'Rough Justice' case halted

2 May 1995
The Guardian
Martin Wainwright

Two men who helped prepare a botched murder case which led to the wrongful jailing of Stefan Kiszko for 16 years may not face prosecution for perverting the course of justice. A magistrate granted a stay in proceedings yesterday in the case against a retired detective and a former Home Office scientist who investigated the stabbing of Rochdale schoolgirl Lesley Molseed.

Charges against former West Yorkshire police superintendent Dick Holland, 62, and retired forensic scientist Ronald Outteridge, 68, will not now proceed unless the Crown Prosecution Service appeals against the decision. There has been concern that the men could not get a fair trial because of lengthy and detailed publicity about the long affair.

Stipendiary magistrate Jane Hayward made her 30-minute ruling today at Rochdale magistrates court. Reporting restrictions were not lifted, and she ordered that no details of her decision be published because of the possibility that the CPS might appeal for a judicial review which could overturn her ruling.

Mr Holland, of Huddersfield, and Mr Outteridge, of Huntingdon, Cambridge, said after the hearing that they were both very pleased with the outcome. But Lesley Molseed's sister, Julie Crabbe, who left the court in tears, said: "I hope the prosecution go for an appeal."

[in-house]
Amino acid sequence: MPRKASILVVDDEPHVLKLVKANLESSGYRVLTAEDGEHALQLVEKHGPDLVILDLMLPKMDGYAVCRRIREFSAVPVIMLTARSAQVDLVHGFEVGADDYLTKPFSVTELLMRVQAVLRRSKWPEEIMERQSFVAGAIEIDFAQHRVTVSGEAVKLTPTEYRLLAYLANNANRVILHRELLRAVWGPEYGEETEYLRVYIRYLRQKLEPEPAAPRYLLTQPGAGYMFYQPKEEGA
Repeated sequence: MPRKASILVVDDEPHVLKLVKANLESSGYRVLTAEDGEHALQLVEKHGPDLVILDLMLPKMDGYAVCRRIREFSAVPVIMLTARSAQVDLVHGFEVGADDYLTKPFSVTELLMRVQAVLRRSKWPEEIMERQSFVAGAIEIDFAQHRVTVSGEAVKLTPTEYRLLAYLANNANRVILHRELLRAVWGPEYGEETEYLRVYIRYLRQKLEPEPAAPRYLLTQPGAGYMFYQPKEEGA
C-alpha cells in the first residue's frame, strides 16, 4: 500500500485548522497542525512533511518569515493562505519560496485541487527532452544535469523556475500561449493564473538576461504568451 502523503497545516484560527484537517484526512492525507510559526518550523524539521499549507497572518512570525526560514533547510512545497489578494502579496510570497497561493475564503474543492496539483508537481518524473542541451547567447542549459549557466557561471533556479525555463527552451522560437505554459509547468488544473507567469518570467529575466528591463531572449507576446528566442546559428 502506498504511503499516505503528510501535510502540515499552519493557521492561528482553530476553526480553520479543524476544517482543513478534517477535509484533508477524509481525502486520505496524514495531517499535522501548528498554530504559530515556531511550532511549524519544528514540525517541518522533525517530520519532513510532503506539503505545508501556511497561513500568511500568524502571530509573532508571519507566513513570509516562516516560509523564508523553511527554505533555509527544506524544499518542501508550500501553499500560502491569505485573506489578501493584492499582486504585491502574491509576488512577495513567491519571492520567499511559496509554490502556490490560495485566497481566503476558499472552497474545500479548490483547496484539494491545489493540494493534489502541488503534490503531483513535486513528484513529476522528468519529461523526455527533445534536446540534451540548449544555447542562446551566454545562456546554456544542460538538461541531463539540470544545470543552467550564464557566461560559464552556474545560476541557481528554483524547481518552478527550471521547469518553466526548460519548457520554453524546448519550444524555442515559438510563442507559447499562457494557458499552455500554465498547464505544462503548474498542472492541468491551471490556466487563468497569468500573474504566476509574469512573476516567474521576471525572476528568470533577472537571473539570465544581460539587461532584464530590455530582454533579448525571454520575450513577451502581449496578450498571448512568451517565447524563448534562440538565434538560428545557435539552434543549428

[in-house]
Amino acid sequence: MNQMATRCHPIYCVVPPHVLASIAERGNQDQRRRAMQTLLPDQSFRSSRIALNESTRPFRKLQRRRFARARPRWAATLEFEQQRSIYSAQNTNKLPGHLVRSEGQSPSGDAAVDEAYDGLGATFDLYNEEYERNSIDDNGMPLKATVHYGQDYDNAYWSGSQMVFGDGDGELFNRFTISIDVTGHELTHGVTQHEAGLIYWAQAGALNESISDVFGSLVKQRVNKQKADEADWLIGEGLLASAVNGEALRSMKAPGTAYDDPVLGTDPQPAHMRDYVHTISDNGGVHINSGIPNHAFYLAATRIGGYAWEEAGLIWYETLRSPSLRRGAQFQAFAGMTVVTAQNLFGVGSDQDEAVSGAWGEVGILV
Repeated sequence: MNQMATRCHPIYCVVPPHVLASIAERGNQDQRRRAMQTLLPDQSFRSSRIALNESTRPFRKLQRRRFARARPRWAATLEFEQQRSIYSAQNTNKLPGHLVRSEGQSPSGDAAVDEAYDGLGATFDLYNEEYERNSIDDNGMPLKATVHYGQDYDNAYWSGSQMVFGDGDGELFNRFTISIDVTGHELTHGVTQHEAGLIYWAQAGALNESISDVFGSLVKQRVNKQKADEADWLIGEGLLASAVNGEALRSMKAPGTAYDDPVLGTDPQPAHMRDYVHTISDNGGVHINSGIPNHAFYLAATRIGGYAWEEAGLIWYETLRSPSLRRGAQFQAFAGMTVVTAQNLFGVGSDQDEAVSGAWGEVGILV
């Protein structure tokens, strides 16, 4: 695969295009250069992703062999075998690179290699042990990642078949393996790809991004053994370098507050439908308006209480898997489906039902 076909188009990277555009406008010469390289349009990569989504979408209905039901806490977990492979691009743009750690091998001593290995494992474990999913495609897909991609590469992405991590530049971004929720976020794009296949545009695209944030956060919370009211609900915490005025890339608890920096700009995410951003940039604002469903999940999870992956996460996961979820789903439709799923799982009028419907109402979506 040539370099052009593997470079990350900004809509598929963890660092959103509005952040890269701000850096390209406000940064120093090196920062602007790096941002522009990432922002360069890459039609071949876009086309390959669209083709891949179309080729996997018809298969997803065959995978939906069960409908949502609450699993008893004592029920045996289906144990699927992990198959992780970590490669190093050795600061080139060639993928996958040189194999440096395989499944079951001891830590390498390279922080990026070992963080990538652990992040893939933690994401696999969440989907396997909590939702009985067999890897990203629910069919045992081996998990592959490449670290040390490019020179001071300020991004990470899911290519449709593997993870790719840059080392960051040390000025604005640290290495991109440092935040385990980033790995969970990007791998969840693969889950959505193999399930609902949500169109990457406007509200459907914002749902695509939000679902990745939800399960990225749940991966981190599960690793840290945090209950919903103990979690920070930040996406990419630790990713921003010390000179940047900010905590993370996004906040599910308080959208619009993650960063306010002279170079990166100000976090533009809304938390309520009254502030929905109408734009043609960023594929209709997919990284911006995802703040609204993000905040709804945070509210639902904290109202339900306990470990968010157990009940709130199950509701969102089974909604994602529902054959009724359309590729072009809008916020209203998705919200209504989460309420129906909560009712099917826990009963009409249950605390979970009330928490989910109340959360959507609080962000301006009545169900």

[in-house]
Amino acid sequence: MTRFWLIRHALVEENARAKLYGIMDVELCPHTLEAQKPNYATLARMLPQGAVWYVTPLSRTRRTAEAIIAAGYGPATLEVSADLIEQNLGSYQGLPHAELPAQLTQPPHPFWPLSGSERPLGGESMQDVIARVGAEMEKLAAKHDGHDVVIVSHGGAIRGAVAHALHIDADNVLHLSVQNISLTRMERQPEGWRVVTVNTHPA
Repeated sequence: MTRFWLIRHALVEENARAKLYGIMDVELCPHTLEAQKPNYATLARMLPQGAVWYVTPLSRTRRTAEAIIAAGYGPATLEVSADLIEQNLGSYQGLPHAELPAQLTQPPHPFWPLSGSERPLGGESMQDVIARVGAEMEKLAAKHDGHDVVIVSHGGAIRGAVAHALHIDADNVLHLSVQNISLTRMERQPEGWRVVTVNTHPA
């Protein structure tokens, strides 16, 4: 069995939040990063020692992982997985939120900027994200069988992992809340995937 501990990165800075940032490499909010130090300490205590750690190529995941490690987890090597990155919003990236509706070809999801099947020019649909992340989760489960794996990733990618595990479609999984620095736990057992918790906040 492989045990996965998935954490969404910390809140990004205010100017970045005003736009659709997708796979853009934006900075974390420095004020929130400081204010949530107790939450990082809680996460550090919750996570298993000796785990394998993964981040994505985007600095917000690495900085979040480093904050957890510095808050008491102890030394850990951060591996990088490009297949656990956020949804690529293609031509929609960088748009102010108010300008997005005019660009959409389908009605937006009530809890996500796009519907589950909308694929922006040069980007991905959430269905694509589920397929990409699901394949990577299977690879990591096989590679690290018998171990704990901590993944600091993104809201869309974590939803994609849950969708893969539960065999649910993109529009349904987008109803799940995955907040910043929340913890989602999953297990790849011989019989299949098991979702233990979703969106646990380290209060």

Mr Kiszko's conviction was quashed in February 1992, 16 years after he was sentenced to life imprisonment for killing 11-year-old Lesley, whose body was found with 12 stab wounds on isolated Pennine moorland 10 miles from her home. The Court of Appeal freed him after hearing evidence that he had given a semen sample to police before the trial which showed he was infertile and could not have been responsible for traces found on the dead girl's clothes.

Mr Kiszko died of natural causes nearly two years after his release at the home in Rochdale which he shared with his mother. Friends of Mr Kiszko, who was 22 when he was arrested but had a mental age of 12, said he never recovered from his prison ordeal. Towards the end of his time in jail he was treated for schizophrenia. He died before final compensation had been agreed with the Home Office.

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